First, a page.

Consequences of Arrests in Florida
July 1, 2015
An arrest, even when no trial results, or when the arrestee is found innocent, has far-reaching consequences. Arrests are matters of public record and they can affect a person’s ability to get a job, find housing, get into college, and more.
In Florida, a person’s criminal history information is a matter of public record. Criminal history information includes arrests even if they never result in a trial or conviction. It also includes the disposition of the arrest, whether it results in a conviction, an acquittal, or the charges are dismissed before trial.
Having criminal history available as a public record can cause employment problems. It is common for employers to use criminal background checks when hiring, and that can make it harder for those who have been arrested to compete for jobs. A basic background check will reveal an arrest and the nature of the charges. A Florida employer can refuse to hire a person for any reason not protected by law (race, sex, religion, national origin, etc.), so employers can refuse to hire a person on the basis of having been arrested. Arrests can also cause trouble when dealing with landlords, college admissions officers, loan officers, and other parties who may want to conduct a background check.
Fair Credit Reporting Act
The federal Fair Credit Reporting Act offers some protections to those who have been arrested. If an employer runs a background check, the Act requires that the employer must:
- Obtain the job applicant’s consent
- Notify the applicant if he or she may be disqualified on the basis of the report
- Give the applicant a copy of the report
- Tell the applicant if the final decision not to hire is made on the basis of the report
It also states that agencies who run background checks may not include in their reports arrest records that are over seven years old, unless the job being applied for pays more than $75,000 per year.
Sealing and Expungement
In certain circumstances, a Florida arrest record may be sealed or expunged. Sealing is available in nonviolent cases where adjudication was withheld, meaning that the case went to trial, or the defendant entered a plea, but the court withheld adjudication, and no conviction resulted. If a case is sealed, then the public can no longer view the arrest record, and so it will not show up on a background check. Only a few government agencies will be able to view the record, along with anyone with a court order.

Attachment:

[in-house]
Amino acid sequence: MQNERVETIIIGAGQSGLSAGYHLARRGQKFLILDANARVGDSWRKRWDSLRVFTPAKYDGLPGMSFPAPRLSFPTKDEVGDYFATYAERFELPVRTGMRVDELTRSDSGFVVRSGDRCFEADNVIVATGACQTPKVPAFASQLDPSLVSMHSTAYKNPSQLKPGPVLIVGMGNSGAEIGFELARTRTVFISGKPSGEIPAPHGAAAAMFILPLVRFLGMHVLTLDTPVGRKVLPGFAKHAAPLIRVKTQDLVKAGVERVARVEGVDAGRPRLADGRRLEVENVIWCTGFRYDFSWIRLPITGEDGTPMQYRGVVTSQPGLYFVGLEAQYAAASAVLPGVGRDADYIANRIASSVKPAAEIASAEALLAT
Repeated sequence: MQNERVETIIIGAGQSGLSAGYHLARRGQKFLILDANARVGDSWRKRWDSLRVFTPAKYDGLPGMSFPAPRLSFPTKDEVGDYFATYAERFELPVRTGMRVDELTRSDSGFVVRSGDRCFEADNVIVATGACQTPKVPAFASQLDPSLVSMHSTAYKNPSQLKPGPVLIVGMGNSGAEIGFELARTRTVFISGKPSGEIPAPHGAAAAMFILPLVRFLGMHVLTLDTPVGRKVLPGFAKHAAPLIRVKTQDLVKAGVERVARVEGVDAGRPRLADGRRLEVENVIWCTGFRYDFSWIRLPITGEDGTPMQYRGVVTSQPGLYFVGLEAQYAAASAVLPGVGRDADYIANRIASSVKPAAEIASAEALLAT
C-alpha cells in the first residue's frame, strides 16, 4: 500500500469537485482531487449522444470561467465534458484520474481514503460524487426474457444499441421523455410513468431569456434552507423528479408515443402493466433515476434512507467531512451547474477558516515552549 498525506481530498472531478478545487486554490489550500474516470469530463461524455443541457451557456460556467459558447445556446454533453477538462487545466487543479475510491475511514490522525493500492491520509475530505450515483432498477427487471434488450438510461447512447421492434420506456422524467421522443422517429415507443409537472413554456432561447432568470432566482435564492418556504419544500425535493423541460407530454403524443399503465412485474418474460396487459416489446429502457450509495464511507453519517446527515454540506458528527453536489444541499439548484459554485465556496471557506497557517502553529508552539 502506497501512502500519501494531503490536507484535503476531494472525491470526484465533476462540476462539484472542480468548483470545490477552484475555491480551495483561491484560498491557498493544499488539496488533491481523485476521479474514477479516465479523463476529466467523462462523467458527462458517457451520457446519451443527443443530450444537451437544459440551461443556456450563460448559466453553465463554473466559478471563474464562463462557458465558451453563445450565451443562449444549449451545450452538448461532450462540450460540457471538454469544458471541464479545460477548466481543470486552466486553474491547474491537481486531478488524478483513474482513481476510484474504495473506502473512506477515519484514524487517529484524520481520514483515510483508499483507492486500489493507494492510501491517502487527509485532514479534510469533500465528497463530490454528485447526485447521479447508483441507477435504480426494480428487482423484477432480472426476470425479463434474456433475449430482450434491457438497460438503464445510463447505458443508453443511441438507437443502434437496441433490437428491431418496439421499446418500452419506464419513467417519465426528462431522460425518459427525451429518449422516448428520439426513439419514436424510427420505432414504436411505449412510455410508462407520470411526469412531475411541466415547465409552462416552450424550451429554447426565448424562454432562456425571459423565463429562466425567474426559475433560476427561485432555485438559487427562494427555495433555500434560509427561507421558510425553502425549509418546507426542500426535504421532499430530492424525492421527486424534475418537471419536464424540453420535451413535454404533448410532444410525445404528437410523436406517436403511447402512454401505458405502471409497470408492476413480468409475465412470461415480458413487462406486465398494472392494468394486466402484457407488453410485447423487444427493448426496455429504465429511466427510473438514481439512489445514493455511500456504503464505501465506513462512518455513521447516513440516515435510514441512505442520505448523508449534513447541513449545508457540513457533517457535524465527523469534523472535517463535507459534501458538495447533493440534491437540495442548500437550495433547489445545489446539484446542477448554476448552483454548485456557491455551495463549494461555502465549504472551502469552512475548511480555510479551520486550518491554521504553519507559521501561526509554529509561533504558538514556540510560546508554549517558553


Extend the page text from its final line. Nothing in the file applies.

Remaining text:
Expungement is available in cases where no charges were filed, when charges were dismissed (nolle prosequi), or when the defendant was found not guilty at trial. If an arrest record is expunged, any government agency that would have had access to a sealed record can know that there is an expunged record, and, if they can get a court order, they can have access to the actual record.
In Florida, a person can only seal or expunge one eligible offense or arrest in his or her lifetime. There is an exception if the court finds that the additional arrest is directly related to the original sealed or expunged record.
It is important to be aware that sealing or expunging a criminal record does not affect private databases. There are companies who assemble information from the state and counties and make it available to employers and the general public. If an employer or other party searches those companies in their background searches, sealed or expunged records may be uncovered.
Unfortunately, even mistaken arrests can lead to significant troubles in employment and other areas. If your criminal record is causing you trouble, please contact West Palm Beach criminal defense attorney William Wallshein for a free consultation.